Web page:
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A case study on designing, piloting and scaling-up a land redistribution programme in Malawi1

Stephen Machira2

CBRLD Project Manager, Government of Malawi

Paper presented at - "Land Redistribution: Towards a Common Vision, Regional Course, Southern Africa, 9-13 July 2007"

SARPN acknowledges the World Bank as a source of this paper: www.worldbank.org
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Introduction

Malawi being a largely agrarian economy, access to land has a direct impact on the livelihood and quality of life of the majority of Malawians, particularly those in the rural areas. Unfortunately, for a number of reasons, Malawi is experiencing considerable inequality in land distribution. The most notable reason for this status quo is that in some areas huge amount of land have been transferred from customary tenure to leasehold, leaving many smallholder farmers with very little or no land at all to sustain their livelihood. This problem is more pronounced in districts such as Mulanje and Thyolo where vast land has been turned into tea estates, forcing smallholder farmers onto congested marginal lands.

The conversion of customary land into leasehold for burley tobacco production in the 1980s-early 1990s, created a similar problem to the rest of the country. To address the problem, the Government decided to develop a National Land Policy (NLP) that would guide equitable land distribution in the country.

The NLP was designed to achieve specific objectives. Among them are:

  • To ensure secure tenure and equitable access to land without any gender bias and/or discrimination to all citizens of Malawi, as stipulated under Article 28 of the Constitution;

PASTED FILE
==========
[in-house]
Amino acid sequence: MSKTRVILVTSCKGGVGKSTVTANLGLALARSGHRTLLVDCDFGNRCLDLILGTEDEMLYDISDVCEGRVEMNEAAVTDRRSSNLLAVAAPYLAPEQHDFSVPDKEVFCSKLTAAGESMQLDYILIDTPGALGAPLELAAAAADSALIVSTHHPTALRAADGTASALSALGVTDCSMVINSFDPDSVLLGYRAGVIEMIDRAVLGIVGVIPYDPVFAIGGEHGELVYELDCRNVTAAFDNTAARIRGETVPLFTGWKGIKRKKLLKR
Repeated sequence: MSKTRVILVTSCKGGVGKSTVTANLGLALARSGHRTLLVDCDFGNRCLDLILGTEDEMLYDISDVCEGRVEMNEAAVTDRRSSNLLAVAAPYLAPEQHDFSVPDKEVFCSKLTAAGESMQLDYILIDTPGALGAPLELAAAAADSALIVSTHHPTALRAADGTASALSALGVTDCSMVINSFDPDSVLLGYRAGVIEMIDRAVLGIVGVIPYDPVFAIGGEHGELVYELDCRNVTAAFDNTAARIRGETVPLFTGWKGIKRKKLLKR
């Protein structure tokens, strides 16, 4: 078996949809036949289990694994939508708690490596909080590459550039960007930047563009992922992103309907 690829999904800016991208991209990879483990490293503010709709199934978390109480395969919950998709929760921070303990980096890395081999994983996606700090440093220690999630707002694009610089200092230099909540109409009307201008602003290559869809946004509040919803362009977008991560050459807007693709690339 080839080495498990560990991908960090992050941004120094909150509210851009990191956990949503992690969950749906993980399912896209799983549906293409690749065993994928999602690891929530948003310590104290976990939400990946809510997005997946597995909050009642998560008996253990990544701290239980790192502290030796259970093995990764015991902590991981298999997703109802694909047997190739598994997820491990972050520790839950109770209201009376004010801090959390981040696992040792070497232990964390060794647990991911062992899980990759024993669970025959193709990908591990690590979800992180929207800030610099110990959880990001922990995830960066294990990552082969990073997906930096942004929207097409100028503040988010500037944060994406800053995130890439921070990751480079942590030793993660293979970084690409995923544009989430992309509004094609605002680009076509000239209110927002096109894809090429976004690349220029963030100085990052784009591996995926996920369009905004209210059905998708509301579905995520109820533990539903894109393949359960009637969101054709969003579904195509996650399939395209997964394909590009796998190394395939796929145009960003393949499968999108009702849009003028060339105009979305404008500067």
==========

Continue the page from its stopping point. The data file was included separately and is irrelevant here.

• To instil order and discipline into land allocation and land market transactions to curb encroachment, unapproved development, speculation and racketeering;
  • To ensure accountability and transparency in the administration of land matters, and guarantee that existing rights on land, especially customary rights of the small holders, are recognized, clarified, and ultimately protected by-law;
  • To facilitate efficient use of land under market conditions to ensure optimum benefits from land development;
  • To provide formal and orderly arrangements for granting titles and delivering land services in a modern and decentralized registration system that supports local governments throughout Malawi; and,
  • To promote community participation and public awareness at all levels to ensure environmentally sustainable land use practices, and good land stewardship.
Like other Southern Africa countries, Malawi inherited a rural settlement structure in which white farmers held some of the most fertile and well-watered lands. The effect of the concentration of freeholds in districts settled by the white farmers in the Southern Region and subsequent expansion of estate agriculture after independence resulted in small and fragmented landholding sizes and social tensions.

On the basis of estimates made in 1994, 2.6 million hectares of suitable agricultural land remains uncultivated in the rural areas. This means that approximately 28 percent of the country’s total land area is lying idle. As a result there is an urgent need to strategize on how to relieve land pressure in the severely affected parts of the country. In part the CBRLDP is meant to address this problem in Thyolo and Mulanje Districts.

Since independence in 1964, the Government of Malawi has undertaken resettlement of people for various reasons. For instance, the establishment of the Capital City in Lilongwe meant that some people had to be displaced and therefore resettled in the neighbouring districts. Also a number of agricultural resettlement schemes meant to spearhead agricultural development were initiated. In the recent past the Government bought some estates in a number of districts, including the four pilot districts for redistribution to the needy citizens.

The need to have an orderly land redistribution initiative to address the needs of many smallholder farmers was therefore identified as one of the major recommendations of the NLP. In designing the current project, lessons from earlier resettlement initiatives were taken into account.


Footnotes:
  1. This paper has been prepared for the workshop “Land Redistribution in Africa: Towards a common vision.” The findings, interpretations, and conclusions expressed herein are those of the author(s) and do not necessarily reflect the views of the International Bank for Reconstruction and Development/The World Bank and its affiliated organizations, or those of the Executive Directors of The World Bank or the governments they represent.
  2. Members of PMU and Ministry of Lands and Natural Resources made significant input into this paper.


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